Cultural Imperialist

"Scathing Spats on Shallow Subjects"

 

Wed Jul 26

 

2017

 
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Bedbugs Newest Terror Threat

The bedbug, like heroin in the nineties, is coming back in a big way. It's a tiny creature, not quite a parasite and not quite a Dina or Michael Lohan, with the urge to thrill you while you sleep, leaving welts and scratches on your body like markings of an enthusiastic lover, or Megan Fox. With their will to live, their meteoric rise from the downtrodden ranks of last century's pests to this decade's number one hotel downgrader, and their perky political clout, bedbugs are antennae-down our Imperialist of the Week.

Bedbugs aren't known for loyalty or courage, but they are embued with an indomitable spirit; they were once considered the scourge of New York until they were nearly eradicated in the early 1900's. But you can't keep a good pest down, especially when you have a way of crawling into people's psyche's the same way Thomas Friedman crawled into position at the New York Times--using global warming.

Yes, while Friedman was praising China for its environmental friendly ghetto-squalor tenement housing boom and excoriating the West for buying too many Hummers, bedbugs were using the climate-change for their own ends: the complete and utter destruction of North American hotel sanitation pride.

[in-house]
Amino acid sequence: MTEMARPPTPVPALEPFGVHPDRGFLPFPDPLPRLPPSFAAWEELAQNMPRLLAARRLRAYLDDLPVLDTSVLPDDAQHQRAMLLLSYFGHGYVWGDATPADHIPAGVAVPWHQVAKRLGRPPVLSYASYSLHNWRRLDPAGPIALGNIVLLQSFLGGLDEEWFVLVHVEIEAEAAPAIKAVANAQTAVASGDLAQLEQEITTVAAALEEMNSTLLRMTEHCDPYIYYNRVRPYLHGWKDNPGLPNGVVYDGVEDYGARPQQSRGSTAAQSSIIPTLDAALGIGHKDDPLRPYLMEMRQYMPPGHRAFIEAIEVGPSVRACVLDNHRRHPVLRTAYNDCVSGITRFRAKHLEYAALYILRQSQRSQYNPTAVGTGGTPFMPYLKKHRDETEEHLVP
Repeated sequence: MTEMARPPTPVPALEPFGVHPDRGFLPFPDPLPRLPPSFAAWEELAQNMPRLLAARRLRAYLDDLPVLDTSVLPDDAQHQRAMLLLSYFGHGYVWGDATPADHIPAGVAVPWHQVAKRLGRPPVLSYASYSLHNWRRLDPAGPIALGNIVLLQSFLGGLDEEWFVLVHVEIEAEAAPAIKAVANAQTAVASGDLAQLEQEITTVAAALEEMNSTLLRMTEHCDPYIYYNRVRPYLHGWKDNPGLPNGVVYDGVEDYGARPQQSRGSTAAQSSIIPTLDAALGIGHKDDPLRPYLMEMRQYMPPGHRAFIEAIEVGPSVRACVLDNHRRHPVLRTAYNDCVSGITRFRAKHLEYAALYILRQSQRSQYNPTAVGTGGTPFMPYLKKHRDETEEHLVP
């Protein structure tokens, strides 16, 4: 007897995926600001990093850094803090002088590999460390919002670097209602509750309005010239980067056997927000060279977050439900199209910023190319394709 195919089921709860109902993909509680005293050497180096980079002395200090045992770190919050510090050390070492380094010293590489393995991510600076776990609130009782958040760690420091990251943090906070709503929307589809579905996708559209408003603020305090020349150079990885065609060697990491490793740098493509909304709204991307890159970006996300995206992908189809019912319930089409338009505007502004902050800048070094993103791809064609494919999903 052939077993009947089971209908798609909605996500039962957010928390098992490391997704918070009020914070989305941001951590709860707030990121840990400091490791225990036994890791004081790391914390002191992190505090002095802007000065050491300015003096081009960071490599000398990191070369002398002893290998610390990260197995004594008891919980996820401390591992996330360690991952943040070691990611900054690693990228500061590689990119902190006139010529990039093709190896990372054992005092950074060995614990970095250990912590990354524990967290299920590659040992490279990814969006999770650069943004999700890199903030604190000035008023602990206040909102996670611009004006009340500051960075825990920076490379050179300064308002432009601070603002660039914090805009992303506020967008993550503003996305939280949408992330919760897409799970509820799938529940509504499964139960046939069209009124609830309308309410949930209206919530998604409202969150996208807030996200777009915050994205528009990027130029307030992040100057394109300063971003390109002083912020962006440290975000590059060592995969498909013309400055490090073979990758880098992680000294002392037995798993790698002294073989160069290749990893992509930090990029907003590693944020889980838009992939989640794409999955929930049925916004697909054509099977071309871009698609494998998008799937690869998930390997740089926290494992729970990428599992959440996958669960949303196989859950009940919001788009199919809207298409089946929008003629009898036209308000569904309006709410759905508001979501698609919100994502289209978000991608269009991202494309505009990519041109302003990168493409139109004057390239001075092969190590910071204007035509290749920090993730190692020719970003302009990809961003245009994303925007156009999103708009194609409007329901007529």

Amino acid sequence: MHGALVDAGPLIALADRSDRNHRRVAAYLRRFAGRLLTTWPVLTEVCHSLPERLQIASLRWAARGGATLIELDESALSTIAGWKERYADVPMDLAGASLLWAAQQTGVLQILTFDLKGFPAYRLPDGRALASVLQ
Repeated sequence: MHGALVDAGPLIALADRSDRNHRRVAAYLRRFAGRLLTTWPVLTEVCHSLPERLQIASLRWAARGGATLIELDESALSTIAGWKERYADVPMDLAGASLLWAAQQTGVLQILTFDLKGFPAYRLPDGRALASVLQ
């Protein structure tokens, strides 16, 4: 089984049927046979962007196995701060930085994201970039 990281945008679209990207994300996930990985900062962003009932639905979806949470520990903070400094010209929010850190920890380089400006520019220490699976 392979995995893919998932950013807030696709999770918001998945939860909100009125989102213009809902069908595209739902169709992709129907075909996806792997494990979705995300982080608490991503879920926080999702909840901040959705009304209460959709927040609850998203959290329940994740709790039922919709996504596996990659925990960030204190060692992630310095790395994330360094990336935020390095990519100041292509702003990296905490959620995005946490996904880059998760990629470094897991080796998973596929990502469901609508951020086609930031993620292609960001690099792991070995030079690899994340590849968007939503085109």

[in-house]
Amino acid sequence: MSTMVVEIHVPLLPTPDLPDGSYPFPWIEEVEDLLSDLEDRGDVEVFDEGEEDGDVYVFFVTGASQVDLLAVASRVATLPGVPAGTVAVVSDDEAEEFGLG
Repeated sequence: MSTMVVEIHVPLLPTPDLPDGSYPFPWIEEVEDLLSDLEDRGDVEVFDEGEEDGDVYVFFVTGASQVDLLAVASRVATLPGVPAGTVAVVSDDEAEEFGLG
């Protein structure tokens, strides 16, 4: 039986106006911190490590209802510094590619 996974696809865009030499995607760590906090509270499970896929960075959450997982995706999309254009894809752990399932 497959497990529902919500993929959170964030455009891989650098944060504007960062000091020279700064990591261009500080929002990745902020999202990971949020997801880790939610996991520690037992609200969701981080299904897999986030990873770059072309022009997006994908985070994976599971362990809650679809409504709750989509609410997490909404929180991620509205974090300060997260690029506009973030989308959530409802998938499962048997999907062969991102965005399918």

And it's not just happening in New York. Every major city with an upscale hotel is infested with these tiny beings whose sole mission seems closely aligned with that of Al Quaeda and the Taliban, proving Code Red isn't just for fertilizer bombs and boxcutting suicidal Sunnis. Theirs is a war with no soldiers, only casualties, and the victims are the once clean, once well-minted pillows and 500-threadcount sheets of our nation's temporary homes on the road and tryst-tychs for affair-bound lovers. According to reports, Chicago could experience a New York sized problem in two or three years, and that's not even counting if Rahm Emanuel decides to run for mayor.

More attractive and deadlier than the vampires of Twilight, these bloodsuckers have a peak feeding period of an hour before sunrise; they drop upon their human victims as they sleep and in the cool darkness, suck upon the living tissue of their prey's skin, leaving a host of welts and sequential bite marks behind. When you check out, bedbugs check out with you, traveling with you and infesting every place you visit.

Their seeming omnipresence is merely the first of many characteristics of an infestation. Before long, you'll feel them crawling on you, your mind playing tricks on you. You'll clean your sheets, you'll burn your furniture, you'll even move. But unlike Keyser Söze, the best trick the bedbugs ever pulled was convincing you they're all around you and they're never going to leave.

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